There are things about adulthood and parenthood that you just can’t know–absolutely cannot conceive of–before you experience them. Someone could try to tell you, beforehand, and it wouldn’t matter. You wouldn’t hear it, or you’d just laugh yourself silly, or you’d ask the person telling you what they’ve been smoking and could you please maybe have some.
I thought I understood this stuff and there weren’t many surprises left in store for me. I have experienced cupping my hands to catch vomit (save the carpet!). I have watched my toddler tumble down the stairs in slow motion because there was a baby in my arms and lunging to a daring rescue was impossible. I have learned that you really can make dinner with a temperature of 103 if you have to. I have come to cherish the sweet peace of uninterrupted sleep (when I get it). Stuff like that.
What I seem to keep learning and relearning about is how there are just never enough hours in the day.
I mean… okay, yes; everyone wishes they had more time. Right? Sure. But come ON. “I wish I had more time to spend with my kids.” How many parents do you know who say that? Most of them. Sure. Par for the course.
Picking between washing dishes and sleeping? Actually calculating how many pairs of clean underwear everyone has left and whether that will be enough to make it to the weekend? Trying to decide if I should eat dinner or do any one of the dozen other chores I’ve been putting off for days? (Okay, that last one is a lie. The choice is between eating and sleeping. Food will always trump chores, and can only be ousted occasionally by sleep.)
These are not decisions I thought I’d find myself making.
Some of these items hinge solely on my own sloth tendencies, to be sure. But now that I’ve returned to work a realization has smacked me upside the head: not only are there not enough hours in the day, too many things in the world cannot be adequately accomplished from inside one’s house, late at night, while the children sleep. Or on every-other-weekend. Oh, the humanity.
The other night, I was happily making my soup, and discovered I was out of celery. No celery + kids in bed = no (finished) soup. And to work a special trip to the store into the schedule, the next day, for that stupid celery? Agony. Threw off the entire night.
Birthday party invitations: ready to go! Except, not! Because I have no stamps. I must get stamps. I am swamped at work. I am at work every single hour the post office is open. I must. leave. work. for. stamps. I’m sorry; what’s the year, again? Pffft. “I’m sorry, honey, we can’t actually have your party, because even though it’s 2005 there’s no reasonable way for a single working mother of two to purchase postage. I hope you understand.”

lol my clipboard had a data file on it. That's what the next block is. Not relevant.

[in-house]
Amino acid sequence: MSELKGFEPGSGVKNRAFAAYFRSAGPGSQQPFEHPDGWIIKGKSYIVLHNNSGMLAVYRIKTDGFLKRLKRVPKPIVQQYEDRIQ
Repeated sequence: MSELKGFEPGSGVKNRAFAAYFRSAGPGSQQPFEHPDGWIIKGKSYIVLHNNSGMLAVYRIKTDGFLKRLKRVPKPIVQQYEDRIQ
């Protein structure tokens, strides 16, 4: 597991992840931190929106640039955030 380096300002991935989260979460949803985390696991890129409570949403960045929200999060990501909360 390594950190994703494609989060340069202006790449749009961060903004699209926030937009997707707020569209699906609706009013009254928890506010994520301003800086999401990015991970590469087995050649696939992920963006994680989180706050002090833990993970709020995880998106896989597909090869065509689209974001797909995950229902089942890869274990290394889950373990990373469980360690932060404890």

It’s been months since I had my hair done. Understand, I’ve already suffered considerable Hair Trauma in the last few years. My original, trusted stylist had the nerve to decide to stay home with her baby, a couple of years ago. After having a brief breakdown, I took a deep breath and switched to another stylist at the same salon, on the original stylist’s recommendation. It was a little rocky, at first, but we’ve forged that special bond that can exist only between a woman and the person who takes all her money and makes her look pretty. So I called up to make a Saturday appointment on a weekend when I don’t have the kids.
Only… my stylist doesn’t work on weekends. That bitch.
I should’ve known this, I suppose. Only, I’ve never been to her on a weekend (obviously) because I’ve either A) had someone who could stay home with the kids while I went in the evening or B) been unemployed and could go while the kids were in school. And even I am not self-absorbed enough to miss work to get my hair straightened.
So, I was on the phone with the receptionist for about an hour and eventually, after sacrificing several small animals and a young virgin, got myself a doable appointment. Then I had to go call my ex and ask him to keep the kids a bit later on dinner night, that week.
And then I decided the whole thing was just too stupid and I shaved my head. Well, no. I didn’t. I’m still considering it, though.
Anyway, after that, I was pretty tired. So I finished working and left the office and spent the time while my kids were at dinner with their dad meeting with my confirmand and zipping through the mentoring guide to cram as much really important confirmation STUFF as possible into the allotted time and then I spent an hour an a half with my own kids (whom I hadn’t seen all day) and got them to bed and did dishes and considered folding laundry and sorted through mail and and and and there was some more stuff but then I had an aneurysm and died.
So, um, if anyone wants to have their hair done at my salon in a few weeks, they have an opening.